Women In New Zealand > About Lead Maternity Carer (LMC) Services


Pregnant women are required to choose a Lead Maternity Carer (LMC) who coordinates their maternity care. Lead Maternity Carers can be midwives, obstetricians or general practitioners with a diploma in obstetrics. LMCs are contracted through the Ministry of Health to provide a complete maternity service to you.

The vast majority of women and their families choose a midwife as their LMC. These LMC midwives work with midwife partners (mostly in small group practices) and alongside midwives who are employed to work in maternity units to ensure you receive the care that meets your needs. Midwives also work collaboratively with other health professionals such as obstetricians to meet any additional medical or health needs.



When you choose a midwife as your LMC, you can expect the following from her.

On booking or registration:

  • information regarding the role of the LMC and contact details including arrangements for ‘back up cover’ if your midwife is unavailable

  • information about the standards of care to be expected, possible interventions, outcome, options for referral for additional care should you need it

  • a comprehensive pregnancy assessment including physical examination, assessment of general health, family and obstetric history

  • information about a range of screening tests (blood and ultrasound tests) and referral for these if you choose to have them

  • information about the availability of Pregnancy and Parenting Education courses

  • information about Paid Parental Leave

  • development and documentation of a Care Plan to be used and updated throughout your pregnancy, birth and after birth. (Your LMC will keep a copy and will give you one.)

  • a copy of your clinical notes (updated at each visit)

In the second trimester (12 to 28 weeks of pregnancy):

  • monitoring of your progress including early detection and management of any problems, including referral to other care providers if necessary

  • updating your Care Plan

  • one-to-one education regarding healthy pregnancy, childbirth and parenting preparation

  • booking into a maternity facility or birthing unit unless you are planning a homebirth

In the third trimester (28 weeks until labour begins):

  • monitoring of your progress including early detection and management of any problems

  • updating your Care Plan

  • one-to-one education regarding healthy pregnancy, childbirth and parenting preparation

  • specific education for labour and birth including the role of your support people, coping with the pain of labour, options for the birth itself, care of the afterbirth, immediate care of the baby and breastfeeding

  • instructions for making contact when labour begins

  • arranging for you to meet any other maternity carers who may be involved with your care

Labour and birth:

  • initial assessment at home (preferable) or at a maternity facility

  • regular monitoring of your and your baby’s progress, including referral to other care providers if necessary

  • all your primary care during your labour and the birth of your baby

  • all your primary care immediately following the birth including initial examination and identification of your baby, initiation of breastfeeding, care of the placenta, any suturing required and notifying your baby’s birth to the Registrar of Births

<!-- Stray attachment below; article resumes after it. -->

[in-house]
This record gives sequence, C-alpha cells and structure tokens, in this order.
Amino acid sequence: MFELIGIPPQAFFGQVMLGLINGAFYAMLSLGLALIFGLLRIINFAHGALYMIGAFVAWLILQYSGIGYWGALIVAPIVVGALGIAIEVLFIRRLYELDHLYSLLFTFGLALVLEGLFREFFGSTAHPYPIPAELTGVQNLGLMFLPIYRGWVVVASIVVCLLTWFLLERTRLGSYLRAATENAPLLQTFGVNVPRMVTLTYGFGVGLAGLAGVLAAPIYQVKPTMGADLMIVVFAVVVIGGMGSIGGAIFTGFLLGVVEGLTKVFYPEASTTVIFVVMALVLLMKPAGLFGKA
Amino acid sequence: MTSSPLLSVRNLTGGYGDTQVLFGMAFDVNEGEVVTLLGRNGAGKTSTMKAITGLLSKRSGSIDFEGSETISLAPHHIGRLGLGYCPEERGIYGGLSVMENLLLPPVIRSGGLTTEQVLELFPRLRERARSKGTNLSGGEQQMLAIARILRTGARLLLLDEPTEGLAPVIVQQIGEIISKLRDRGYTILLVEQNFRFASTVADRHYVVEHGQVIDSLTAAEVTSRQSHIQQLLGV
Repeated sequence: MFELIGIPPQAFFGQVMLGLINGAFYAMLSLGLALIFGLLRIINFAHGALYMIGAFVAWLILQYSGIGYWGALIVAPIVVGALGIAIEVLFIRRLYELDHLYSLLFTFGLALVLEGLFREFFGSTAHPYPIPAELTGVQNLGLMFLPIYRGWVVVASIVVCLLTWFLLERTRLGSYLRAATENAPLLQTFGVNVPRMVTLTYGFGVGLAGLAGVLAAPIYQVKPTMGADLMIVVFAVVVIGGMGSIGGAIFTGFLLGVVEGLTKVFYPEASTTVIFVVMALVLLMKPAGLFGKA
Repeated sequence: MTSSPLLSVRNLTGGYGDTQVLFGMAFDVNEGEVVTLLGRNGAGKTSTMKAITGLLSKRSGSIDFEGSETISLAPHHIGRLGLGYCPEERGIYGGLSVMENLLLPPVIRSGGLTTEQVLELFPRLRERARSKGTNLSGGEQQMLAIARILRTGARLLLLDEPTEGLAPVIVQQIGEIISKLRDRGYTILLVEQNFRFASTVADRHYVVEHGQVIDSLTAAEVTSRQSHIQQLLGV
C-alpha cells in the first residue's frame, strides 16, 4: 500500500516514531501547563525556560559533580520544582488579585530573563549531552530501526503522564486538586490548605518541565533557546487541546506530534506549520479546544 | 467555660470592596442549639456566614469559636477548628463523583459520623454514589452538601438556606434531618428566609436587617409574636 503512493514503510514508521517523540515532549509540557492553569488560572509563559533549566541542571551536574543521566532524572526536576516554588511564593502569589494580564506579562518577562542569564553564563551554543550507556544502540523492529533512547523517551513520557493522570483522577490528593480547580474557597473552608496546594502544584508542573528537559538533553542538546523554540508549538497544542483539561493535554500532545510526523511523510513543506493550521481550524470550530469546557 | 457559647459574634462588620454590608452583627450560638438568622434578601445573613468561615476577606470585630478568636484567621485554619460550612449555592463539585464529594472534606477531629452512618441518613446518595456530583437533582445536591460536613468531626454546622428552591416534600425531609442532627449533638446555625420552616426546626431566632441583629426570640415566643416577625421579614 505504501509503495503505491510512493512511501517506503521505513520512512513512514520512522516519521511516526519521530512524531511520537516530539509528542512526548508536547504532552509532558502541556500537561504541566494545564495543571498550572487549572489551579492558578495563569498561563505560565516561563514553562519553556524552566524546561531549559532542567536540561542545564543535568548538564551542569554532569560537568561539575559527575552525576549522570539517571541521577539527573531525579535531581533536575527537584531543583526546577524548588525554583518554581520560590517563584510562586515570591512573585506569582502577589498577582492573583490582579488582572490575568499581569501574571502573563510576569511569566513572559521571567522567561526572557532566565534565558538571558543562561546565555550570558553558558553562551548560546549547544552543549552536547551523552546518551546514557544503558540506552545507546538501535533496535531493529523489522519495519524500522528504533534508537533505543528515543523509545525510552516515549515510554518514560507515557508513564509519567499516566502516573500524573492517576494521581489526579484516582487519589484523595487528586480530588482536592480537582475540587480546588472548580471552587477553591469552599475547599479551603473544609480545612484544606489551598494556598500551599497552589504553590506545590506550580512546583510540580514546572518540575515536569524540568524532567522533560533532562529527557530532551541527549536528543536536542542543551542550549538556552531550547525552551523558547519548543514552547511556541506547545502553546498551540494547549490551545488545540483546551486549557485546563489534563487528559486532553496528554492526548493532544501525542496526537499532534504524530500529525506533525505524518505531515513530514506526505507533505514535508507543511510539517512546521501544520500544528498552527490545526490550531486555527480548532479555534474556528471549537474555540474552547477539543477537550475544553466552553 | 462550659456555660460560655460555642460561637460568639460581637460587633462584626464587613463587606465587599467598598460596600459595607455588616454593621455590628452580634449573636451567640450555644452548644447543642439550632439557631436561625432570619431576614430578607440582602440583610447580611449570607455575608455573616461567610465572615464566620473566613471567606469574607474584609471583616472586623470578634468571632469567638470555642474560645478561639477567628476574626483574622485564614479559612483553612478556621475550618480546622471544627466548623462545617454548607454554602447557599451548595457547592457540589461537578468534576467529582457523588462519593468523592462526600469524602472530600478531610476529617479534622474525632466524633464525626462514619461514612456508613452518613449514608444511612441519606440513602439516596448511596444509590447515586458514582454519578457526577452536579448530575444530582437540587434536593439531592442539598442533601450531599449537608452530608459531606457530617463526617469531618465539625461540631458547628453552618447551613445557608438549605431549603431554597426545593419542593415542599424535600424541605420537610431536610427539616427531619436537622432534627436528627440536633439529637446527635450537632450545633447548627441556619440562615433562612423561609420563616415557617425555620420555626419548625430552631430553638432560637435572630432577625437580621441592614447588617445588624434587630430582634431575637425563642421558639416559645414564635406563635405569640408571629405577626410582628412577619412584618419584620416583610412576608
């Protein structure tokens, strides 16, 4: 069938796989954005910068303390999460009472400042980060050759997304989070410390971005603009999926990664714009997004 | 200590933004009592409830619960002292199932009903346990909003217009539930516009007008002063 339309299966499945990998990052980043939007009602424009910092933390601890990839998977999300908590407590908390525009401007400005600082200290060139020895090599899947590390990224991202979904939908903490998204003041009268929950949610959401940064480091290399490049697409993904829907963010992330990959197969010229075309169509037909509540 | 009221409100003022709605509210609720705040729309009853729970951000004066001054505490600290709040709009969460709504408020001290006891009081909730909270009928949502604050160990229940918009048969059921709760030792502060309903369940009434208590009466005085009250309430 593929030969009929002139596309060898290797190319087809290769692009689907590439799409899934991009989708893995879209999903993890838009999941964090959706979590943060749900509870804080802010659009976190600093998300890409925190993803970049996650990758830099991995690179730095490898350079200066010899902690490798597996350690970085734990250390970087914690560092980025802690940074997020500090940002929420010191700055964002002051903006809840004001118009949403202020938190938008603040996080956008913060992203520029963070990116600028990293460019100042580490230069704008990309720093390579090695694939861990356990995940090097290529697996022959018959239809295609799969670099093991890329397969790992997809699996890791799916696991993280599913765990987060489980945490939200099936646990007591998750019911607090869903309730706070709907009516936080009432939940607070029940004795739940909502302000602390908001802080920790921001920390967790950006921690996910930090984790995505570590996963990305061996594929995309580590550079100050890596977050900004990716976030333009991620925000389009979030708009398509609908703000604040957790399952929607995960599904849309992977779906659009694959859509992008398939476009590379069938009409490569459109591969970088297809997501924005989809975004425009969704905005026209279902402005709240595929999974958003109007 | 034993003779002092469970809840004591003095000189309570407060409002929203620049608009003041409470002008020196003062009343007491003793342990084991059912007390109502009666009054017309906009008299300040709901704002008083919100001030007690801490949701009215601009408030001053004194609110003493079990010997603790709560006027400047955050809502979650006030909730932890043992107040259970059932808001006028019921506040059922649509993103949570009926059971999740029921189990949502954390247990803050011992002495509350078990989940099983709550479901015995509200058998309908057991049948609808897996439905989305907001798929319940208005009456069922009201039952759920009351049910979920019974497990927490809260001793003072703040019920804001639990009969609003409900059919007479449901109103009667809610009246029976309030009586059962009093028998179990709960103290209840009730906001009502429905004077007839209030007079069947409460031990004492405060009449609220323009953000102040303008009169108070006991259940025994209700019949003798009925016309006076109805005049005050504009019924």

If you are having your baby at home:

  • arranging for a second practitioner to be available to attend the birth

  • maintaining the necessary equipment including neonatal resuscitation equipment

If you are having your baby in a birthing unit:

  • arranging for a second practitioner to be available to attend the birth

  • ensuring a health practitioner remains available on site until you are discharged

After your baby is born (from the birth until your baby is 4-6 weeks old):

  • detailed clinical examination of your baby within the first 24 hours

  • if you are in hospital, a daily postnatal visit prior to your discharge (unless another arrangement is made with you and with the facility)

  • one home visit within 24 hours of your discharge from hospital

  • a further detailed clinical examination of your baby within 5 days of the birth

  • a total of 5 – 10 midwifery home visits and more if clinically needed

  • a minimum of seven postnatal visits in total

  • assistance with and advice about breastfeeding and nutrition for mother and baby

  • assessment for risk of postnatal depression and/or family violence with appropriate advice and referral

  • provision of the Ministry of Health information on immunisation

  • access to screening programmes for your baby as outlined in the Well Child Tamariki Ora National Schedule

  • advice about contraception

Parenting advice and education

  • a final detailed clinical examination of the baby prior to transfer to the Well Child Provider (Plunket or other service)

  • a postnatal physical examination of you prior to discharge from the LMC service

  • transfer of your baby’s care from the LMC to the Well Child provider at a date agreed with you between 4-6 weeks after the birth, and formal notification of this transfer to the Well Child provider

  • notification to your general practitioner of your discharge from LMC services